Death toll from capsized Philippine ferry rises to 50

Death toll from capsized Philippine ferry rises to 50

Distraught relatives waited at the Ormoc city port on Friday for news of the missing, while others checked hospitals and morgues for their loved ones.



By (Agencies)

Published: Fri 3 Jul 2015, 10:08 AM

Last updated: Wed 12 Feb 2020, 1:11 PM

Ormoc City — Rescuers on Friday retrieved five more bodies from a ferry that capsized just moments after departing from a central Philippine port, raising the death toll to 50. 

The bodies were recovered hours after coast guard spokesman Cmdr. Armand Balilo said all 187 passengers and crew members on the M/B Kim Nirvana had been accounted for. The vessel flipped over in choppy waters on Thursday off Ormoc City.
Balilo said the new bodies were found after a floating crane pulled the 36-ton wooden vessel close to shore. The additional fatalities raised questions about the number of people believed on board, and Balilo said they will have to recheck the number of survivors and investigate if the crew allowed people not on the manifest to board the ferry.
The outrigger was leaving Ormoc port en route to one of the Camotes Islands, about 30 kilometers (19 miles) to the south, when it was lashed by strong waves and capsized, he said.
The captain and some of the crew are in custody pending an investigation, Balilo said.
“Among the things we will look into is if there was a faulty maneuver, the stability of the vessel, and of course the weather,” he added.
Regional coast guard commander Capt. Pedro Tinampay told DZBB radio in Manila that the movement of cargo inside the ferry may have contributed to the accident. The ferry was carrying heavy construction materials and bags of rice.
Distraught relatives waited at the Ormoc city port on Friday for news of the missing, after a sleepless nighttime vigil, while others checked hospitals and morgues for their loved ones.
At the port, 10-year-old Gilbert de la Cruz kept his eyes fixed on the partially submerged wooden hull where his mother, eight-year-old sister and one-year-old brother were believed trapped.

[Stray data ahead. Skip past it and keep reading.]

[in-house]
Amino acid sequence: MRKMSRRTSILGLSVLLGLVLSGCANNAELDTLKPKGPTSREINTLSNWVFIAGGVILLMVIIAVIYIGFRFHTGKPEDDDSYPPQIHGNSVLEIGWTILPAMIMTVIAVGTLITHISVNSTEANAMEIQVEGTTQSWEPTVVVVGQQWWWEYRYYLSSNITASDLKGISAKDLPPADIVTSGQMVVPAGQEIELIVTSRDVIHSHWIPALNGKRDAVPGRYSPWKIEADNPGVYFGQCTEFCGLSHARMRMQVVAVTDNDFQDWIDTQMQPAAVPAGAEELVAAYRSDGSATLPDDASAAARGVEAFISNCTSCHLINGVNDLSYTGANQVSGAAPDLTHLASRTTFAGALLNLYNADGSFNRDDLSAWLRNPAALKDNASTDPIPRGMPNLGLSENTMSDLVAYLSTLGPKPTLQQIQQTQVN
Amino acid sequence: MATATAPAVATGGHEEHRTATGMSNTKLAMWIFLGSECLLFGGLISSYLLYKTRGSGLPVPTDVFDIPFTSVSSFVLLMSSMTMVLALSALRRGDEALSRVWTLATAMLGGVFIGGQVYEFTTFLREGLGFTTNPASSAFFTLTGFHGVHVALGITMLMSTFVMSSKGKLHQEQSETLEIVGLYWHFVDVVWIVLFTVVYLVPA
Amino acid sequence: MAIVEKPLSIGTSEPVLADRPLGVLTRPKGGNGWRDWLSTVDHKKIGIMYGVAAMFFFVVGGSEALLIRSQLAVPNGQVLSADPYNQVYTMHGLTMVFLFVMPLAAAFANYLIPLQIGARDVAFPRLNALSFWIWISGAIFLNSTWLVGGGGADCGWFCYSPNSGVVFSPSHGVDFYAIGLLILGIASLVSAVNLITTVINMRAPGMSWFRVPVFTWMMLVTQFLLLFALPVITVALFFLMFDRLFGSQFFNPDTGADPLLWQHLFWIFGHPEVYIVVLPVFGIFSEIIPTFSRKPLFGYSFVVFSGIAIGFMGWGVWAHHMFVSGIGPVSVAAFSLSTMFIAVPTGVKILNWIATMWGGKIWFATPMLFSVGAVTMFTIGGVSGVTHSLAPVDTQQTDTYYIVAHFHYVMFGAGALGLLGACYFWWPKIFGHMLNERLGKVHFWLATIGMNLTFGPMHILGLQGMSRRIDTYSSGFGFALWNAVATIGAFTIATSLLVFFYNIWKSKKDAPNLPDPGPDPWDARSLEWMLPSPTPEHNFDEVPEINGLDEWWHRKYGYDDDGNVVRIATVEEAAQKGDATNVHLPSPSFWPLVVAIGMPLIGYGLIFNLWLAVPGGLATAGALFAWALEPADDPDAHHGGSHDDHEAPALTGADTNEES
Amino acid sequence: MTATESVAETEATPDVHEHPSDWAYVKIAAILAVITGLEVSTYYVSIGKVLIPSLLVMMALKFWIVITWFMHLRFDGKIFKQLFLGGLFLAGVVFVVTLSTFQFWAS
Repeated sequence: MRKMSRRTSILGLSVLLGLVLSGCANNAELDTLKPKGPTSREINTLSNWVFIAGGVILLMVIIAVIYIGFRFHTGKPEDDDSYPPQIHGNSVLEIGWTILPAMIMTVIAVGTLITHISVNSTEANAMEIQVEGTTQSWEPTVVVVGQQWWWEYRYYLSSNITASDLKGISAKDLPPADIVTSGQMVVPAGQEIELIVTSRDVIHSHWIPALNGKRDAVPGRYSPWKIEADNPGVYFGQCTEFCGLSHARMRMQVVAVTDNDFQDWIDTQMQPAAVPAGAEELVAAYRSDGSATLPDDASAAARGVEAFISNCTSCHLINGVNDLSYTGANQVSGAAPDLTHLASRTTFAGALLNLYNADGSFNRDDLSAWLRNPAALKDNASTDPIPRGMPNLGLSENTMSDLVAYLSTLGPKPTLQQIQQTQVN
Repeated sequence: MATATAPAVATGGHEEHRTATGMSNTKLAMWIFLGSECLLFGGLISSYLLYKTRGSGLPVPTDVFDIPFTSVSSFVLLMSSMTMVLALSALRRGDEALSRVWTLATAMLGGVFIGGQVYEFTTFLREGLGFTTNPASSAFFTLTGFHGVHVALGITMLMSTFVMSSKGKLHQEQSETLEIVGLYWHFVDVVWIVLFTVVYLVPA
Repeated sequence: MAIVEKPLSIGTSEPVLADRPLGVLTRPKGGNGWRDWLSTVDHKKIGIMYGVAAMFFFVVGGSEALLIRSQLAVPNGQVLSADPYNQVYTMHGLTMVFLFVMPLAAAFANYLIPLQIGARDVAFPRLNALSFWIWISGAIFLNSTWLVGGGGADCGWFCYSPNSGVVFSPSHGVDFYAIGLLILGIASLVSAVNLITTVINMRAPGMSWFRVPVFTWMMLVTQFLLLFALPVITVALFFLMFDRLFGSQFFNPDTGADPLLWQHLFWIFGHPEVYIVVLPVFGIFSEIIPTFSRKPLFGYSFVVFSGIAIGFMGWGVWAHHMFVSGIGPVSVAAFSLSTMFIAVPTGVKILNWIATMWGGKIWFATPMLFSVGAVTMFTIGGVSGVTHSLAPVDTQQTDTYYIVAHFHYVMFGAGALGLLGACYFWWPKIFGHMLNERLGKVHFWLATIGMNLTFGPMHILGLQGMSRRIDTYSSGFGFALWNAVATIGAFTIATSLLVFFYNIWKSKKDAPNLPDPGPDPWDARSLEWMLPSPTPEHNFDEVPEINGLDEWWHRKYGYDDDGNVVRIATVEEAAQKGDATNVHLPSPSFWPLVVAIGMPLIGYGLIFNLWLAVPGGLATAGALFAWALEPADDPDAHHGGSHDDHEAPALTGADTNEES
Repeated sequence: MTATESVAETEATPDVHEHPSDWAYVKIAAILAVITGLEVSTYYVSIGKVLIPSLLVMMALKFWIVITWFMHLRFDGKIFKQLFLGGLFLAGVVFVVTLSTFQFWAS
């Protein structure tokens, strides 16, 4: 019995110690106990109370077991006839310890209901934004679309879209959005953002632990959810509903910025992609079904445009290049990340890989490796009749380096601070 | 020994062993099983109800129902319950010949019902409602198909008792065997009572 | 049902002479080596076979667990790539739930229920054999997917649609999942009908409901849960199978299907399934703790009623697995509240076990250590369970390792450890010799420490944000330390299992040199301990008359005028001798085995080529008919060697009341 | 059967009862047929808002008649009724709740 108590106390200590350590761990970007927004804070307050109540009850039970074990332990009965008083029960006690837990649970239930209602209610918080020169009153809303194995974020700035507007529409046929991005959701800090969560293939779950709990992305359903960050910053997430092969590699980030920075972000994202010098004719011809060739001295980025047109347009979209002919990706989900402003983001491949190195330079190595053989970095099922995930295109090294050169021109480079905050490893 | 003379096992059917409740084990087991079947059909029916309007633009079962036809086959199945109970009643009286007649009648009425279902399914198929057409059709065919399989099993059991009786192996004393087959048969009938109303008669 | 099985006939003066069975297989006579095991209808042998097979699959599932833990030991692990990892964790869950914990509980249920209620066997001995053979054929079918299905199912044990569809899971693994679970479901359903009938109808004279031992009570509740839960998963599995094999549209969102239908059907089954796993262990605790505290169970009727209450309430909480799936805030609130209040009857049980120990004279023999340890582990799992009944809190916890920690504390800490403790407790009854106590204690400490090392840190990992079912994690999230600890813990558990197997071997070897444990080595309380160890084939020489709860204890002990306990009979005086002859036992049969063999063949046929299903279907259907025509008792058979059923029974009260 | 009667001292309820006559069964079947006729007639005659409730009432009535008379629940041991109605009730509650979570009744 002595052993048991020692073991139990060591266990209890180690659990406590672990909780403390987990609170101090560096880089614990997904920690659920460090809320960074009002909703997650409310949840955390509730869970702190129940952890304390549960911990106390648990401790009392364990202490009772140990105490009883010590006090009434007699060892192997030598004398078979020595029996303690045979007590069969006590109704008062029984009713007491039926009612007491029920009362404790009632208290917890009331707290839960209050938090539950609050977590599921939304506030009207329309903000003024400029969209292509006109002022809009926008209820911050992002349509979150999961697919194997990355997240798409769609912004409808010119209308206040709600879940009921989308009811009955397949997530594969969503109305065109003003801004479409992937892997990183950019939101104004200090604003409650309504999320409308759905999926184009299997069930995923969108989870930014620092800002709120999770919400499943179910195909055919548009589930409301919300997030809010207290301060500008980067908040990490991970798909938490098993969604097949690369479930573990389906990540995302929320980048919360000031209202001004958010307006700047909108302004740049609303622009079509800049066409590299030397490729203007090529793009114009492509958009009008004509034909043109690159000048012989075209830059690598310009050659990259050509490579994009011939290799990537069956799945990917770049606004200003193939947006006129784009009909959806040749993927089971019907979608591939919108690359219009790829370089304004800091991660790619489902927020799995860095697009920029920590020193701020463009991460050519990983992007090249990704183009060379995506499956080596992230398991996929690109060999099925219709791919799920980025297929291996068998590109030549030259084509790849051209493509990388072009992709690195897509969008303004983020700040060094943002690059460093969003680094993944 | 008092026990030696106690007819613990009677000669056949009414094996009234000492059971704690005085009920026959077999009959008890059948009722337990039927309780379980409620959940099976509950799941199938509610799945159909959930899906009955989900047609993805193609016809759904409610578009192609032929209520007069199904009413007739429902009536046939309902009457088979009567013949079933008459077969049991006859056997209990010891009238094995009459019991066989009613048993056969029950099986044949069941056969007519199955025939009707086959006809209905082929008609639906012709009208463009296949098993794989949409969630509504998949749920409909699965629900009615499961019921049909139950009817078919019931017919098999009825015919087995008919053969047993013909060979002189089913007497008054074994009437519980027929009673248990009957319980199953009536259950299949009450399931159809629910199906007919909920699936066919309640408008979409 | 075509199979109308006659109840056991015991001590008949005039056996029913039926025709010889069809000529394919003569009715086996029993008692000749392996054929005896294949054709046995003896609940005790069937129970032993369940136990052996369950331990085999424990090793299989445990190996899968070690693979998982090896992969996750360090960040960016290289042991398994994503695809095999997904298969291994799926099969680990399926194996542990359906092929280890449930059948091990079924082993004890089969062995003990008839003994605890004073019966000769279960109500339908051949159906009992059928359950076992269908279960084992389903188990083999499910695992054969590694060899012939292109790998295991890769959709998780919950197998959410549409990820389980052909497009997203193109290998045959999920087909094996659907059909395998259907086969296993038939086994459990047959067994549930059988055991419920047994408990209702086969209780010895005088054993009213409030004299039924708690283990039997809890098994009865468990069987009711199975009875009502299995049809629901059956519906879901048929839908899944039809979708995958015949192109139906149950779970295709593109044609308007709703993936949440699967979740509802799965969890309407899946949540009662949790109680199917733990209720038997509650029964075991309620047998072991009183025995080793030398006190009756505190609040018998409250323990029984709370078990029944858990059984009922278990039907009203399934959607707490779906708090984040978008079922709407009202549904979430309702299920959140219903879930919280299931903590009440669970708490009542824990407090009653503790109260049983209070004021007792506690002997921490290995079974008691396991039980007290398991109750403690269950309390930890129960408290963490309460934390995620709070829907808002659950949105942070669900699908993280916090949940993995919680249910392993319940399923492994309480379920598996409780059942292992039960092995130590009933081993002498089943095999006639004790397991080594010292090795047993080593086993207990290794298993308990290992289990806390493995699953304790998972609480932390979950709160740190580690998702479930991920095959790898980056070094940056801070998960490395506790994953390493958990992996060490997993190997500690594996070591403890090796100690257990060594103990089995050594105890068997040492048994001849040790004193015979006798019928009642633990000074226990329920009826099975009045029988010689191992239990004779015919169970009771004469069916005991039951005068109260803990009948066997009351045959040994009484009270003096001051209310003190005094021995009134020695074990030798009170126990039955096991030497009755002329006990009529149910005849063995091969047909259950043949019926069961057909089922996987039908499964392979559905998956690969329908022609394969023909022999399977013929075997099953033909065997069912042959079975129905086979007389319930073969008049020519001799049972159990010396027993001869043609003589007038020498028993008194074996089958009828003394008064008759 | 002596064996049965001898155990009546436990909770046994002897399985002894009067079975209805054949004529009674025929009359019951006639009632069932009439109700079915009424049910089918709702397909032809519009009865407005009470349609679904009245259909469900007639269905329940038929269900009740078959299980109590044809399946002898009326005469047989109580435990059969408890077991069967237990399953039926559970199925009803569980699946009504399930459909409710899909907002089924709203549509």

“I’m very sad because I don’t know if they are still alive,” said the boy, who survived the accident by clinging to empty water drums that kept him afloat until the coast guard rescued him.
“I am never riding a boat again,” he told AFP, as he was comforted by his aunt whose eyes were swollen from crying.
The authorities have said they are puzzled as to how the accident happened in relatively calm waters, but discounted speculation that the ferry was overloaded.
Survivors have recounted how the 33-tonne vessel was backing out of the port when it suddenly overturned, giving them no chance to put on life jackets.
Coast guard and navy rubber dinghies circled the hull Friday, but no survivors have been found since Thursday afternoon. Local officials have said that 125 people have been rescued, leaving 26 unaccounted for.
Poorly maintained, loosely regulated ferries are the backbone of maritime travel in the sprawling archipelago of 100 million people.
The boats have had frequent accidents in recent years, claiming hundreds of lives, including the world’s worst peacetime maritime disaster in 1987 when the Dona Paz ferry collided with an oil tanker, leaving more than 4,300 dead.
Many of the ferry disasters occur during the typhoon season between June and October, when strong winds also unleash deadly floods and landslides.
Ormoc, a regional economic and transportation hub of about 200,000 people, is located in a disaster-prone eastern region that is regularly hit by some of the approximately 20 tropical storms and typhoons that blow in from the Pacific each year. 


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